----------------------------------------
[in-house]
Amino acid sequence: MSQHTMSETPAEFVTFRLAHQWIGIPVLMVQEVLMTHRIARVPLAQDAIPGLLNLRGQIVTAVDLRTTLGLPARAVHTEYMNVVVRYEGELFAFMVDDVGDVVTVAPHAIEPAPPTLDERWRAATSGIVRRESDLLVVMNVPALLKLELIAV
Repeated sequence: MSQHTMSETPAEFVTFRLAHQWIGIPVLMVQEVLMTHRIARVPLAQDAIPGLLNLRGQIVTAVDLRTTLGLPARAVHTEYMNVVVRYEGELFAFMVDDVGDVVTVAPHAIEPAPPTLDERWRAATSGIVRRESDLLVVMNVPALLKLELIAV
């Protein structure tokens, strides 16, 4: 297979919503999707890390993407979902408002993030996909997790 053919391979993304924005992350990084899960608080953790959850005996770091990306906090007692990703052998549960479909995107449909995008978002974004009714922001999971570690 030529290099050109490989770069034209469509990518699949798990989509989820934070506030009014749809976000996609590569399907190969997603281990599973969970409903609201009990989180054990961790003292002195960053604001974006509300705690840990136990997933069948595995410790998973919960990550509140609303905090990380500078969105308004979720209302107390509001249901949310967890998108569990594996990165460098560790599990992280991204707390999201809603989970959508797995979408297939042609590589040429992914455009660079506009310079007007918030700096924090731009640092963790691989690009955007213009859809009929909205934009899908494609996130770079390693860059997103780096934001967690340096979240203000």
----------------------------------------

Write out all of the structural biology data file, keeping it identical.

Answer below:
[in-house]
Amino acid sequence: MSQHTMSETPAEFVTFRLAHQWIGIPVLMVQEVLMTHRIARVPLAQDAIPGLLNLRGQIVTAVDLRTTLGLPARAVHTEYMNVVVRYEGELFAFMVDDVGDVVTVAPHAIEPAPPTLDERWRAATSGIVRRESDLLVVMNVPALLKLELIAV
Repeated sequence: MSQHTMSETPAEFVTFRLAHQWIGIPVLMVQEVLMTHRIARVPLAQDAIPGLLNLRGQIVTAVDLRTTLGLPARAVHTEYMNVVVRYEGELFAFMVDDVGDVVTVAPHAIEPAPPTLDERWRAATSGIVRRESDLLVVMNVPALLKLELIAV
């Protein structure tokens, strides 16, 4: 297979919503999707890390993407979902408002993030996909997790 053919391979993304924005992350990084899960608080953790959850005996770091990306906090007692990703052998549960479909995107449909995008978002974004009714922001999971570690 030529290099050109490989770069034209469509990518699949798990989509989820934070506030009014749809976000996609590569399907190969997603281990599973969970409903609201009990989180054990961790003292002195960053604001974006509300705690840990136990997933069948595995410790998973919960990550509140609303905090990380500078969105308004979720209302107390509001249901949310967890998108569990594996990165460098560790599990992280991204707390999201809603989970959508797995979408297939042609590589040429992914455009660079506009310079007007918030700096924090731009640092963790691989690009955007213009859809009929909205934009899908494609996130770079390693860059997103780096934001967690340096979240203000």